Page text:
- On 25th April 2015 at 11:41 local time a 7.8 magnitude earthquake hit Nepal, with the epicentre 81km northwest of Kathmandu. There were tremors of up to two minutes and by evening, at least 18 aftershocks had been felt.
CBM Emergency Response Unit has been in contact with our Regional and Country Offices, and partners, who are all safe. We are in the process of planning a disability-inclusive response.
CBM is supporting nine partner-projects in Nepal. These include eye and ear care programmes, orthopaedic and Community-based Rehabilitation services, mainstreaming of mental health and psychosocial disability, education and livelihood and empowerment of women as well as disability-inclusive development advocacy initiatives.
Disability and emergencies
The WHO estimates 15% of the global population live with disability. In any emergency or disaster, people who live with some form of disability are disproportionally affected. Reasons for this include inaccessibility of warning messages and emergency shelters, loss and damage of assistive devices, disruption of support networks and increased difficulty in accessing basic humanitarian operations (food, water, shelter, sanitation and health care services).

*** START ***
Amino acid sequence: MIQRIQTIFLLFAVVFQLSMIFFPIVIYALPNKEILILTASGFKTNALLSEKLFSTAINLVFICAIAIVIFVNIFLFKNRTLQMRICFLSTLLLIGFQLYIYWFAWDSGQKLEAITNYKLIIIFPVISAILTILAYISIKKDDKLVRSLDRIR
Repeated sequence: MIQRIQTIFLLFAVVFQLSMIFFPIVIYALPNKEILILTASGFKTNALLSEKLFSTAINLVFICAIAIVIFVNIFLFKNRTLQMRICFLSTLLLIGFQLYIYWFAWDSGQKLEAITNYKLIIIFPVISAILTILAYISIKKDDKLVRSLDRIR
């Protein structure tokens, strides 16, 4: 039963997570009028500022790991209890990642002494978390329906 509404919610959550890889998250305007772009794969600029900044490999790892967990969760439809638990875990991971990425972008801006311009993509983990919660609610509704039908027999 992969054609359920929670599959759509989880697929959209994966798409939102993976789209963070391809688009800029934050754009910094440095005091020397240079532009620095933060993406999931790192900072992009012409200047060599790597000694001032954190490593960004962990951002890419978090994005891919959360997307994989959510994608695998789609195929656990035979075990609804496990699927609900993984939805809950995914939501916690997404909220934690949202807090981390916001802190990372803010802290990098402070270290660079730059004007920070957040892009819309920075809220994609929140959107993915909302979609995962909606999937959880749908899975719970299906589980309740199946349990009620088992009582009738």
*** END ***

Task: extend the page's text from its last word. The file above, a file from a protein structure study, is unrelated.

At the same time, emergencies can increase the number of people who experience disability, both short and long-term, due to injuries sustained and lack of effective medical services.
We spoke with Mitralal Shrestha, CBM Nepal, Finance and Admin Officer. He and his family were directly affected (but are safe).
“When the earthquake struck it was Saturday midday, so most people were in their houses. I was with my family, having lunch. When it happened I didn’t think anything about saving my life, we just all went outside – my family and our neighbours – and went to a safe place. We are OK.
“But after about half an hour we realised many bad things had happened. It was then a terrible time for half an hour with a lot of tension. A seven-storey building only 300 metres from my house had collapsed. More than 25 families were staying there. It was totally destroyed.
“We helped the people – calling police, taking them to hospital. In the hospital there were no free beds; people were just lying on the floor getting treatment. Now [10pm local time] it is dark but many people are still outside, sitting around, afraid to go back inside in case of more earthquakes.”